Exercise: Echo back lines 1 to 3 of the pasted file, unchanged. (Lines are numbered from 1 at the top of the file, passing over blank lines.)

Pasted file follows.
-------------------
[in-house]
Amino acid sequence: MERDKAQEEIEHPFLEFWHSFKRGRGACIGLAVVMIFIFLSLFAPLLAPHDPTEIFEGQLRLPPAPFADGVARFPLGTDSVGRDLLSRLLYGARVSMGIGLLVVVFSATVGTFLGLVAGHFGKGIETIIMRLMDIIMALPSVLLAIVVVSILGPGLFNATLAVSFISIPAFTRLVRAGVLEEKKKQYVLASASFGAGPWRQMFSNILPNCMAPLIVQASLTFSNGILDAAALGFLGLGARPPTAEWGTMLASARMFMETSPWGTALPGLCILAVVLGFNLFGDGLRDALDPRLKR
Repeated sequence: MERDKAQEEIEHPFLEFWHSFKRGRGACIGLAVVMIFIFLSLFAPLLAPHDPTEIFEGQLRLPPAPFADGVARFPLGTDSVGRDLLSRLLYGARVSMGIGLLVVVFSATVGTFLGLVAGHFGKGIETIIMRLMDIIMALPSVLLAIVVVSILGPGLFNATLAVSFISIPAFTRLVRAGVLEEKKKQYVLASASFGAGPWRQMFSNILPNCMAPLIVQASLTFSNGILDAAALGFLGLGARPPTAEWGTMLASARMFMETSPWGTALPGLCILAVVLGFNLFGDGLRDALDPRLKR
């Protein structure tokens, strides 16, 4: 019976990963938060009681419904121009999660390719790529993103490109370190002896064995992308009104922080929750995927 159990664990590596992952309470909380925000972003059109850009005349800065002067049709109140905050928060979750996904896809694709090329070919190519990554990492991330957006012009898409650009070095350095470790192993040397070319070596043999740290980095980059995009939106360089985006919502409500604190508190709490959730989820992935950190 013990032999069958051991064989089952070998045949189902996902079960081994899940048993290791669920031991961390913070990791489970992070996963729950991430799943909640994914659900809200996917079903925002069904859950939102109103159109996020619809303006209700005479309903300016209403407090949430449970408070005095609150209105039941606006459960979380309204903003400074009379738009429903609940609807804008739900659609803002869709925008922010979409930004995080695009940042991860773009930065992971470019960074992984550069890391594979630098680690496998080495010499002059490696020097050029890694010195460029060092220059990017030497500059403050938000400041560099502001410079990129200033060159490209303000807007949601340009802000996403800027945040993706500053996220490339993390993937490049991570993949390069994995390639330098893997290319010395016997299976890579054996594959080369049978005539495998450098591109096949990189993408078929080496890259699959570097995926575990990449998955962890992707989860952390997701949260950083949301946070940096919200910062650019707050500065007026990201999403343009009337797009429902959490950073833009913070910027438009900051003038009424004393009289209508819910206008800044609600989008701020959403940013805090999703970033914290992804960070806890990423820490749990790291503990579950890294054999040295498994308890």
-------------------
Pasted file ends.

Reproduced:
[in-house]
Amino acid sequence: MERDKAQEEIEHPFLEFWHSFKRGRGACIGLAVVMIFIFLSLFAPLLAPHDPTEIFEGQLRLPPAPFADGVARFPLGTDSVGRDLLSRLLYGARVSMGIGLLVVVFSATVGTFLGLVAGHFGKGIETIIMRLMDIIMALPSVLLAIVVVSILGPGLFNATLAVSFISIPAFTRLVRAGVLEEKKKQYVLASASFGAGPWRQMFSNILPNCMAPLIVQASLTFSNGILDAAALGFLGLGARPPTAEWGTMLASARMFMETSPWGTALPGLCILAVVLGFNLFGDGLRDALDPRLKR
Repeated sequence: MERDKAQEEIEHPFLEFWHSFKRGRGACIGLAVVMIFIFLSLFAPLLAPHDPTEIFEGQLRLPPAPFADGVARFPLGTDSVGRDLLSRLLYGARVSMGIGLLVVVFSATVGTFLGLVAGHFGKGIETIIMRLMDIIMALPSVLLAIVVVSILGPGLFNATLAVSFISIPAFTRLVRAGVLEEKKKQYVLASASFGAGPWRQMFSNILPNCMAPLIVQASLTFSNGILDAAALGFLGLGARPPTAEWGTMLASARMFMETSPWGTALPGLCILAVVLGFNLFGDGLRDALDPRLKR